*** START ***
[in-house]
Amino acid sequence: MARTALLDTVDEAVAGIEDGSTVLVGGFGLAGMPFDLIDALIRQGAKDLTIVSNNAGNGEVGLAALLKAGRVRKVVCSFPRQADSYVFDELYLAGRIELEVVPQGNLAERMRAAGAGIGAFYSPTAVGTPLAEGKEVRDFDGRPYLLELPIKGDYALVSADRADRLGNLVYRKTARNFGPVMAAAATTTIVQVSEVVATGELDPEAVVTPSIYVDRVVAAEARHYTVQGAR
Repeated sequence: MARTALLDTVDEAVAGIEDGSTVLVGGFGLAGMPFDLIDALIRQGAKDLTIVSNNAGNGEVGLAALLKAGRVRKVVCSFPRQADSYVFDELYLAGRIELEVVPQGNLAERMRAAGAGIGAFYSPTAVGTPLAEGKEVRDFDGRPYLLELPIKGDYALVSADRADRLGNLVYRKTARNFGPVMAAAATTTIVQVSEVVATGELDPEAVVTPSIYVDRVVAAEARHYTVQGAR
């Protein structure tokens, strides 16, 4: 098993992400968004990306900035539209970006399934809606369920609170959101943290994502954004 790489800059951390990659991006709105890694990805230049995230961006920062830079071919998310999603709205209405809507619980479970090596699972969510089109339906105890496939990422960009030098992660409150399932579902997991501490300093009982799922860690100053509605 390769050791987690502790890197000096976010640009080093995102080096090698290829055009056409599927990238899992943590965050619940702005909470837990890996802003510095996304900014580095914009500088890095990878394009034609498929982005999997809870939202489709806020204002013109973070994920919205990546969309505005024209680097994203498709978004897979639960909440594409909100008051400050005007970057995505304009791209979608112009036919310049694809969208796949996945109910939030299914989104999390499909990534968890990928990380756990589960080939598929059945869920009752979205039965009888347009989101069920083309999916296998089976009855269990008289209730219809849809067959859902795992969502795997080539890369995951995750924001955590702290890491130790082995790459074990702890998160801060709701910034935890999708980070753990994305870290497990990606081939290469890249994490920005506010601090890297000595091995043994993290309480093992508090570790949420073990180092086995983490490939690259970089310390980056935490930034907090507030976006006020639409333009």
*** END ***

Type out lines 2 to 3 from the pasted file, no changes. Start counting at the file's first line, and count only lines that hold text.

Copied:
Amino acid sequence: MARTALLDTVDEAVAGIEDGSTVLVGGFGLAGMPFDLIDALIRQGAKDLTIVSNNAGNGEVGLAALLKAGRVRKVVCSFPRQADSYVFDELYLAGRIELEVVPQGNLAERMRAAGAGIGAFYSPTAVGTPLAEGKEVRDFDGRPYLLELPIKGDYALVSADRADRLGNLVYRKTARNFGPVMAAAATTTIVQVSEVVATGELDPEAVVTPSIYVDRVVAAEARHYTVQGAR
Repeated sequence: MARTALLDTVDEAVAGIEDGSTVLVGGFGLAGMPFDLIDALIRQGAKDLTIVSNNAGNGEVGLAALLKAGRVRKVVCSFPRQADSYVFDELYLAGRIELEVVPQGNLAERMRAAGAGIGAFYSPTAVGTPLAEGKEVRDFDGRPYLLELPIKGDYALVSADRADRLGNLVYRKTARNFGPVMAAAATTTIVQVSEVVATGELDPEAVVTPSIYVDRVVAAEARHYTVQGAR